Economic Development in the Houston Bay Area
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Lone Star Flight Museum prepares to soar

    Retired U.S. Air Force Lt. Gen. Douglas H. Owens is a passionate man who quietly, but eloquently, spoke of his passion during a recent presentation to the Education and Workforce Development Committee of the Bay Area Houston Economic Partnership.  
Called out of retirement
Owens spent 33 years in the Air Force, which included service as vice commander of the Air Force Air Education and Training Command, Joint Base San Antonio-Randolph, Texas. The command is responsible for 12 main operating bases, more than 67,000 active-duty, Reserve, Guard, civilians and contractors, and more than 1,300 trainer, fighter and mobility aircraft. AETC graduates approximately 250,000 students in its education and training programs annually.   
Owens and his wife planned on spending a comfortable retirement in the Texas Hill Country in Boerne when he took off the uniform in 2013. Then came the call in 2016. A new Lone Star Flight Museum was being built at Houston’s Ellington Airport. The $38 million, 138,000 sq. ft. museum would include two large hangars for 15 to 20 featured aircraft, flight line access, class and meeting rooms, and a 250-seat auditorium. The museum needed a CEO.    
After a lifetime of service to his country, would he be willing to take on such a massive new challenge? By September, Owens and his wife found themselves adapting to life in Houston. "We made a lifetime commitment to come here and be a part of this. This is that exciting for us,” he explained. 
Education to be central theme of Lone Star Flight Museum
Education will be a central theme of the new museum. It will feature an immersive aviation learning center similar to the one at the Seattle Museum of Flight that focuses in on science, technology, engineering and math.    
There are the only two such learning centers in the country. Groups of 20-40 students will undergo a two-hour curriculum in a small hangar which will house a Mooney donated airplane and 10 flight simulators that can be configured in a multitude of ways at a multitude of educational levels.       
Owens said, "When we open up the new facility, it will be all about education, all about inspiration – inspiring young people to futures of promise and purpose. Our clientele will be about 1.2 million young people in Houston, and we are absolutely thrilled.    
"We are looking to partner with ISDs to provide an experience that will fill gaps in curriculum, and on top of that, our young people will have a great time at the museum. We’re going to focus on the fourth, fifth and sixth graders, because it is that group of young people that still has the twinkle in their eye.”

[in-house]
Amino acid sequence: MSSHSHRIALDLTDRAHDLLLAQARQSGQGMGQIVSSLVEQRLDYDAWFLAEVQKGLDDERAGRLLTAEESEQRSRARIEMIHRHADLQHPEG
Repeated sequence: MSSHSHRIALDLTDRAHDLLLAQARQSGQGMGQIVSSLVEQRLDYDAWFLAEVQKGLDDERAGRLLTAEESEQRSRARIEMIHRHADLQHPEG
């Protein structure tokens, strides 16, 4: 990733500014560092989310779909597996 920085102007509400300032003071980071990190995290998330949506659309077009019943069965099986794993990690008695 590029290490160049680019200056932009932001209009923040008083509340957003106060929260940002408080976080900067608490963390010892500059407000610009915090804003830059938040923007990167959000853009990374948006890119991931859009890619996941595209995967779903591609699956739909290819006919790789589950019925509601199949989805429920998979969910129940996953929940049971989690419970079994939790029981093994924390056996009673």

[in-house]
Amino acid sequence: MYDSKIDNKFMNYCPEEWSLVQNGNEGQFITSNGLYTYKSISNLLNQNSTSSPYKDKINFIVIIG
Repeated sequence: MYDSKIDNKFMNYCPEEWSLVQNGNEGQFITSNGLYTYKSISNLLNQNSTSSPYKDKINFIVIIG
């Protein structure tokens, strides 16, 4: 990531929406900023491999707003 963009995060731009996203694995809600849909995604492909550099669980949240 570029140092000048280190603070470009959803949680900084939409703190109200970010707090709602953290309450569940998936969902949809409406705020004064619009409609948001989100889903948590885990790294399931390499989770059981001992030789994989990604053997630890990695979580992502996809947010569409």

Curriculum designed at three levels
The facility will offer instruction in the basics of flight, weather and flight training in order to prepare student visitors to build a flight plan for an "out and back” from Ellington to Galveston. They will perform a preflight walk around a functional Mooney airplane, which will be deliberately configured with operational problems that the students have to identify. The curriculum is designed at three levels – elementary, middle school and high school.    
Owens said, "When the students finish with that flight, they will have learned a little about physics, geometry, and algebra without ever uttering one of those words. They’ll leave that learning center with a smile on their faces.”    
When complete, the new Lone Star Flight Museum will feature two large hangars, Heritage and Waltrip, named for museum founder Bob Waltrip, a Houston businessman and founder of Service Corporation International, whose private aircraft collection became the original basis of the museum.   
The aircraft that are making the move from the current location of the museum in Galveston include a B-17 Flying Fortress, a North American B-25, P-47 Thunderbolt, as well as Boeing Stearman and PT 19 Fairchild military trainers. "Most of our fleet flies. We will have a significant shop that will allow us to continue to do the fabrication that keeps those planes flying,” said Owens.
Texas Aviation Hall of Fame finds new home
The museum will also be home to the Texas Aviation Hall of Fame located within the Heritage Gallery, which offers a chronological walk through time and the evolution of aviation. Owens concluded, "The museum represents our aviation heritage on one hand and then the future and promise of our young people to carry on the traditions that got us to where we are today.”    
Lone Star Flight Museum is scheduled to open on Sept. 1, 2017. 
Retired U.S. Air Force Lt. Gen. Douglas H. Owens (l) is the CEO of the new Lone Star Flight
Museum, which is scheduled to open on Sept. 1, 2017, at Ellington Airport. Shown with him
are Katie Jackman, vice president of Marketing, Sales and Communications, and Kenneth
Morris, a former Navy aircrewman, who is director of Education.  

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